Road to Recovery

Parkersburg Reflects on Fifth Anniversary & Oklahoma Tornado

By Jill Kasparie, Reporter

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By Jill Kasparie

PARKERSBURG, Iowa - The town has come a long way since the 2008 tornado ripped through the city, but some reminders of the storm still remain.

This week marks the fifth anniversary of the EF5 tornado. The storm blew away homes and businesses on May 25. It destroyed about a third of the town and also hit New Hartford. When it was all over, authorities said it killed nine people.

It's easy for people in Parkersburg to wish away those bad memories.

"You just want it to go away and act like it never happened some days,” said City Administrator Chris Luhring.

Luhring was the police chief when the tornado hit. He lost an aunt in the storm and had to act quickly to coordinate rescue efforts.

"The devastation was almost atomic,” Luhring said. “It was like someone had dropped a bomb literally.”

Today, however, the scene is much different. Crews rebuilt nearly all of the homes and businesses. Some came back even better than what they were before. Market President of MidWestOne Bank Clint Ackerson said his office is more energy efficient.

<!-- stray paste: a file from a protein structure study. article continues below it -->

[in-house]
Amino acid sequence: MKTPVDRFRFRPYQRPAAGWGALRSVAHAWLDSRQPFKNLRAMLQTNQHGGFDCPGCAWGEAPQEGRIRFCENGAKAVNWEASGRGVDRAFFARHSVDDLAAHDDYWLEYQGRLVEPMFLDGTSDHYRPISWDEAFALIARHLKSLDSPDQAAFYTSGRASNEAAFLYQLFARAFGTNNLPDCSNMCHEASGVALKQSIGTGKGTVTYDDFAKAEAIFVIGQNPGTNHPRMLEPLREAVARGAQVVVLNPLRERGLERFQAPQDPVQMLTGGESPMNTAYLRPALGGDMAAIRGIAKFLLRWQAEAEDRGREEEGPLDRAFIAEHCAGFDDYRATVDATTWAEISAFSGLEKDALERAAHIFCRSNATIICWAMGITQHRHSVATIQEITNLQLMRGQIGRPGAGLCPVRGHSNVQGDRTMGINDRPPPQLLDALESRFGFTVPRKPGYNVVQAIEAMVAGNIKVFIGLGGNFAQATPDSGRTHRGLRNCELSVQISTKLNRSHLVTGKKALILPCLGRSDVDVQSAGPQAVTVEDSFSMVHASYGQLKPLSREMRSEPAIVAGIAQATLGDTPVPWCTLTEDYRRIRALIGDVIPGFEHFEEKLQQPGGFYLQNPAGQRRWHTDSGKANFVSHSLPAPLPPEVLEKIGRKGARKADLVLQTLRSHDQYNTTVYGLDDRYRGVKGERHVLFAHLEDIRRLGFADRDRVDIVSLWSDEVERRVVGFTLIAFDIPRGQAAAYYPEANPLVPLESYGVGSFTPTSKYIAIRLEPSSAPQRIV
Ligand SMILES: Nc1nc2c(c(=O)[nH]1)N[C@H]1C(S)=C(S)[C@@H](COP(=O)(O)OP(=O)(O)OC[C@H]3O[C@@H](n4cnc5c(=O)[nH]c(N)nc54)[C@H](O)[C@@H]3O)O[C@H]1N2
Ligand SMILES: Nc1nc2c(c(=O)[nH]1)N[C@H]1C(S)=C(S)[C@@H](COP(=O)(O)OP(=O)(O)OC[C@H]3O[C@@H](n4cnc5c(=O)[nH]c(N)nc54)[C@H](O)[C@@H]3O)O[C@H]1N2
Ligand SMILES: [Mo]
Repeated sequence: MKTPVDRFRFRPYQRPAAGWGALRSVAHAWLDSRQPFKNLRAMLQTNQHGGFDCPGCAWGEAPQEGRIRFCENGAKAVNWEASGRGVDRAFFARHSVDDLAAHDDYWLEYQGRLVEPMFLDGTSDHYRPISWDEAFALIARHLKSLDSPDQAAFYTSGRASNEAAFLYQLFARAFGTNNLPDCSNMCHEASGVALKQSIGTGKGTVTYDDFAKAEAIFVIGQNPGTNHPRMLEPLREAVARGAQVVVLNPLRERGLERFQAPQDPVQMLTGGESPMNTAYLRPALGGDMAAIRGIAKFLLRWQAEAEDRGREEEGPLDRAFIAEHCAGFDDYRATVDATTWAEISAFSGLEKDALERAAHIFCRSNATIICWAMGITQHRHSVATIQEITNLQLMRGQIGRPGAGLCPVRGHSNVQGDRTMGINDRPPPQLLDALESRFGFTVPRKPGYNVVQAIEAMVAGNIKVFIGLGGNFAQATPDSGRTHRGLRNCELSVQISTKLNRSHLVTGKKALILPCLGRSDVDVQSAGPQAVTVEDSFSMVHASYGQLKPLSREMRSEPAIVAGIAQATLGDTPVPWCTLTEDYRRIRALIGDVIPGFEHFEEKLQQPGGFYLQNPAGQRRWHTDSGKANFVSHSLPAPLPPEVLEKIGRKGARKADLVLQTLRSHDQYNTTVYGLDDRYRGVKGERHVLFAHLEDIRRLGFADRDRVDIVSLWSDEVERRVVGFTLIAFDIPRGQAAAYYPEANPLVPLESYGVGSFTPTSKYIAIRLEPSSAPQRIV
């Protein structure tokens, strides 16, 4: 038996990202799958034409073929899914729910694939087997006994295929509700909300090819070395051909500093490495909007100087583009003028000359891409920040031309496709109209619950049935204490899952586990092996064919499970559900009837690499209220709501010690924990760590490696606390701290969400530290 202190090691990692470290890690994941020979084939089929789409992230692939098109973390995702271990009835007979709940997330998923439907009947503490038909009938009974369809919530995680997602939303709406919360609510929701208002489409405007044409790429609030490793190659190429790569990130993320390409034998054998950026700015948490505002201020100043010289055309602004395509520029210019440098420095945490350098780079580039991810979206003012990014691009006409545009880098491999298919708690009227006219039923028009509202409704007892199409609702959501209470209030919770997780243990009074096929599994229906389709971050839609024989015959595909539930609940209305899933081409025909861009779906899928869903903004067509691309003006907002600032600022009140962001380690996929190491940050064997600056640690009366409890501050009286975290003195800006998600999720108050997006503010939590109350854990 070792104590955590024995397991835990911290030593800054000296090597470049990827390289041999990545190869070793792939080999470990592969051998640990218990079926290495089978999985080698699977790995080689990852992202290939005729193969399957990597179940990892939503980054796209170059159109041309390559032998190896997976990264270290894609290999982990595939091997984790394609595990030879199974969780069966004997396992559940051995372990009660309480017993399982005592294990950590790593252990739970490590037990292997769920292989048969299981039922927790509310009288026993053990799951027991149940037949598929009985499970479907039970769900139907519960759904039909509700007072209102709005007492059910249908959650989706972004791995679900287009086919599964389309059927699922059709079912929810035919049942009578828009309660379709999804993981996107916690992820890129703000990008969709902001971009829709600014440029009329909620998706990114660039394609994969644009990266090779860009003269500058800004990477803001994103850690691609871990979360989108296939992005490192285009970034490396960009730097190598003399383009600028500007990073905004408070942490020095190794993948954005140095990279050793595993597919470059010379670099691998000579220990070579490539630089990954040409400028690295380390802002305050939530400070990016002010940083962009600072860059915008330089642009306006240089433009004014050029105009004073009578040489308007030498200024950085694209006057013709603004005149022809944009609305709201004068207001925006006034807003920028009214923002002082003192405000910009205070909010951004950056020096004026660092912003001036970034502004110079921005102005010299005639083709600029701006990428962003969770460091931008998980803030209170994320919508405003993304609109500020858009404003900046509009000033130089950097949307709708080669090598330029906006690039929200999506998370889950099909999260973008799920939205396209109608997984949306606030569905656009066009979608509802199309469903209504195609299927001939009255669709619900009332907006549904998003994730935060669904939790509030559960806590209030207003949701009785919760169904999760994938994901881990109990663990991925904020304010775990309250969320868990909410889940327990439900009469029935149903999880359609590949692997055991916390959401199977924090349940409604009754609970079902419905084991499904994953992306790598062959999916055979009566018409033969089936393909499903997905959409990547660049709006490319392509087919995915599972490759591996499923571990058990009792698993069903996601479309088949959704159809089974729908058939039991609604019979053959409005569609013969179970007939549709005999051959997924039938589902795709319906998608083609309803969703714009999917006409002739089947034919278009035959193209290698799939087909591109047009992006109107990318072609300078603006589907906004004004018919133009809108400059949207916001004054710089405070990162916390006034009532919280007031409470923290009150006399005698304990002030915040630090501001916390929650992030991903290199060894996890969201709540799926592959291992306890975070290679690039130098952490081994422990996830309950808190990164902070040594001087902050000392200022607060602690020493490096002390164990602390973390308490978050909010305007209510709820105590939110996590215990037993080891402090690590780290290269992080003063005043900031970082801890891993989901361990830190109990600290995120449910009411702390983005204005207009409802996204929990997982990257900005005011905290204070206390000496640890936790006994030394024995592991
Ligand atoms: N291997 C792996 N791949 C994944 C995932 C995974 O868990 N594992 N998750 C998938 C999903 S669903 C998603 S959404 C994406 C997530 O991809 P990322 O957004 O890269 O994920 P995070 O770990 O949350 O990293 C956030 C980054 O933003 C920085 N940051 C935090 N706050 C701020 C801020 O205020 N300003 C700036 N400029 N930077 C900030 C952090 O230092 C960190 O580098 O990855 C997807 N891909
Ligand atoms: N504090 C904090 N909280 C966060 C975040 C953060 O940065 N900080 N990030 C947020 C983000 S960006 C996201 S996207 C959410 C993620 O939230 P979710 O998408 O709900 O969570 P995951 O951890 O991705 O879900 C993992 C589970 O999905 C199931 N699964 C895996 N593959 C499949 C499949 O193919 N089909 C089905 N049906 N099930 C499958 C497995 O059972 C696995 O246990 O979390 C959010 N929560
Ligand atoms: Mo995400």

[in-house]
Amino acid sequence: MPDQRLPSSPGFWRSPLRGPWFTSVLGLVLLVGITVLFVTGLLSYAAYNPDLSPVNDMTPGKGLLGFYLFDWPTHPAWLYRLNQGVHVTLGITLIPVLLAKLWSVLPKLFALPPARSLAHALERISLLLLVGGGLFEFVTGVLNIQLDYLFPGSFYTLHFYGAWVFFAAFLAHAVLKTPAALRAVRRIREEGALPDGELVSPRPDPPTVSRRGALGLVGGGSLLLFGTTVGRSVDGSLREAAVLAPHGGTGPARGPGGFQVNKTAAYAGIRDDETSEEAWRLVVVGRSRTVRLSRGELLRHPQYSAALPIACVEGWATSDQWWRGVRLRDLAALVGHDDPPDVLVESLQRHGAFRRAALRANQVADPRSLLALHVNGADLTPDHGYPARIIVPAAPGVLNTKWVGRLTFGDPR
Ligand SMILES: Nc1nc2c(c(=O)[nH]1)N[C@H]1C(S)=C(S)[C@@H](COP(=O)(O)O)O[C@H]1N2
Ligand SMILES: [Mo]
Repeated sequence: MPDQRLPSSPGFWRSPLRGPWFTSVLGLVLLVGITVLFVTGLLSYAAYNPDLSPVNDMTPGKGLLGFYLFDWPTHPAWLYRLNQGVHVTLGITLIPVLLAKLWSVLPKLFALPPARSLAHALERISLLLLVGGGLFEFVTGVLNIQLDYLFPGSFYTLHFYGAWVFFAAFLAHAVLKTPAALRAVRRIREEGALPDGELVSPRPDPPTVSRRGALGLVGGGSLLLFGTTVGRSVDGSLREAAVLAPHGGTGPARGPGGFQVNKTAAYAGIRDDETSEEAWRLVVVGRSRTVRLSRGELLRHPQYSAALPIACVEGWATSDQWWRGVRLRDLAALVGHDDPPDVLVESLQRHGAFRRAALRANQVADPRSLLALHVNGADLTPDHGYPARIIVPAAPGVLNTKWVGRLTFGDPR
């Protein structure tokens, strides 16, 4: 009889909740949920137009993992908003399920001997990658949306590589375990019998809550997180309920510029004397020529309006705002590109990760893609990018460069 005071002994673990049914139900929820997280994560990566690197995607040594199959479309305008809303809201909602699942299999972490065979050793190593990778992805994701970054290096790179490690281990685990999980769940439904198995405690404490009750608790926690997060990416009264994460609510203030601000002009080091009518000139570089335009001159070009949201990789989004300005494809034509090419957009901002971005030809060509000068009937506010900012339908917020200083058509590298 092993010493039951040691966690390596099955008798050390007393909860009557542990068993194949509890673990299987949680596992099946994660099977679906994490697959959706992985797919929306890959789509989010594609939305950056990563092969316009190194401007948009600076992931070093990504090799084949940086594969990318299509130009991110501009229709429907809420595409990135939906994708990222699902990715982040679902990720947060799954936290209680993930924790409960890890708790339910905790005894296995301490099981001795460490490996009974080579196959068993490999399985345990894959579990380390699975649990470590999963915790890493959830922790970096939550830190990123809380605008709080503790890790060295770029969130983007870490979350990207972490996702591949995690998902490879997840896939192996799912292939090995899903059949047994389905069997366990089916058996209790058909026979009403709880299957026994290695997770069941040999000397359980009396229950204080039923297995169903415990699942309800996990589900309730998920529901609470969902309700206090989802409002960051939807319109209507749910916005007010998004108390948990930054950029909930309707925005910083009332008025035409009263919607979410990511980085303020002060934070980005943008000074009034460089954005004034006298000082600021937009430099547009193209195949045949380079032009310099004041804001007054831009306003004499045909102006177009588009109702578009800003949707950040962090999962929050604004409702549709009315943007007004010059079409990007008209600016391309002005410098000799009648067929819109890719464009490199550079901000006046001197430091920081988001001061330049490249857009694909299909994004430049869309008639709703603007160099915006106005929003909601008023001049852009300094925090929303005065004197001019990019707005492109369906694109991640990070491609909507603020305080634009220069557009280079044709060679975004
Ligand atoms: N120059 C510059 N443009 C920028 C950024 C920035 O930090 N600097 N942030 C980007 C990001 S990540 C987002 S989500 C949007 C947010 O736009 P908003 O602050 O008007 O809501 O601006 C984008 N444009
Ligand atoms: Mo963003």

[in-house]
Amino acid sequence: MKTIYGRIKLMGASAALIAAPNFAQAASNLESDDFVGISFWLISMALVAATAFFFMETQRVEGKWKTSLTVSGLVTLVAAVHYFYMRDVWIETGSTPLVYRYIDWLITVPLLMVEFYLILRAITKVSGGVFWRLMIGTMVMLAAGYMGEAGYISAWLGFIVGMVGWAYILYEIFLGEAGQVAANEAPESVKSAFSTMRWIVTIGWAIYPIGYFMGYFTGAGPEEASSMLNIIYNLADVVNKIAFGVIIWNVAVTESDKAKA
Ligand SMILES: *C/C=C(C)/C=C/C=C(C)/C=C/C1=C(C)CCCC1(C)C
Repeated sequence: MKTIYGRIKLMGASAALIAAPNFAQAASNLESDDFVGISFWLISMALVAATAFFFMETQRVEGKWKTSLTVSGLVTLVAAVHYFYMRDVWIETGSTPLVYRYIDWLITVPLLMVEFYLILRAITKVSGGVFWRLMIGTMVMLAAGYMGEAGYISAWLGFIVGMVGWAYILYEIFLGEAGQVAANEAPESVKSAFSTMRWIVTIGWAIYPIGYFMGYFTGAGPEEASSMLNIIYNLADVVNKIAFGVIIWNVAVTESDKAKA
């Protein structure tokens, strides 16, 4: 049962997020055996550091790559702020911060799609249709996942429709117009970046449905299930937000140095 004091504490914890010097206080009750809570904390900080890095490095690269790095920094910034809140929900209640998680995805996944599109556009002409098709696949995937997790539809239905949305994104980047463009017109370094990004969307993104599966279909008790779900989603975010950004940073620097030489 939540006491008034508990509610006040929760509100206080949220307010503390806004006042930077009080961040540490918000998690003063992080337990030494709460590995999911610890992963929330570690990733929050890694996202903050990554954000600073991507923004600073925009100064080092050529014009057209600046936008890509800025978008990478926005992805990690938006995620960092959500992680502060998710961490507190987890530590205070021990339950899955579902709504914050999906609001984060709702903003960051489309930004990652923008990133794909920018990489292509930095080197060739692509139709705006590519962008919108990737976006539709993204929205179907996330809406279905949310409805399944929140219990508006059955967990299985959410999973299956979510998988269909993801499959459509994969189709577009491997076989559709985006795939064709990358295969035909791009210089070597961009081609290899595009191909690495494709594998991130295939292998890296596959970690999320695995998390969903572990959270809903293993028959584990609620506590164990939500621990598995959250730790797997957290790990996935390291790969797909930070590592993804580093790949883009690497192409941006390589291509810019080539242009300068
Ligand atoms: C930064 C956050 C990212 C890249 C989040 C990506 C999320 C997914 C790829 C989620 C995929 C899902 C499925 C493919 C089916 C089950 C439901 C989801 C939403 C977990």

"We rebuilt it basically on the same footprint that was here but we made some changes and made it a LEED-certified bank,” Ackerson said.

New families have moved in and new businesses are building in the industrial park. While things are looking up, storm season brings back constant reminders.

"This time of year especially with the tornado that just happened in Oklahoma and your heart goes out to them because you know what it's like,” Ackerson said.

Rescue workers are still searching for survivors in Moore, Oklahoma after an EF5 tornado devastated the city on Monday. Authorities said 24 people died, including nine children.

Parkersburg City Administrator said his city has a lot to be thankful for. Speaking from experience, he's confident victims in Oklahoma will eventually feel the same way.

"We also just give a push, you know, it will be alright. Things will get better and get up and people will help you rebuild,” Luhring said.

Luhring said he knows as soon as emergency crews call for help down in Oklahoma, Parkersburg residents will be among the first to respond, helping in any way they can.

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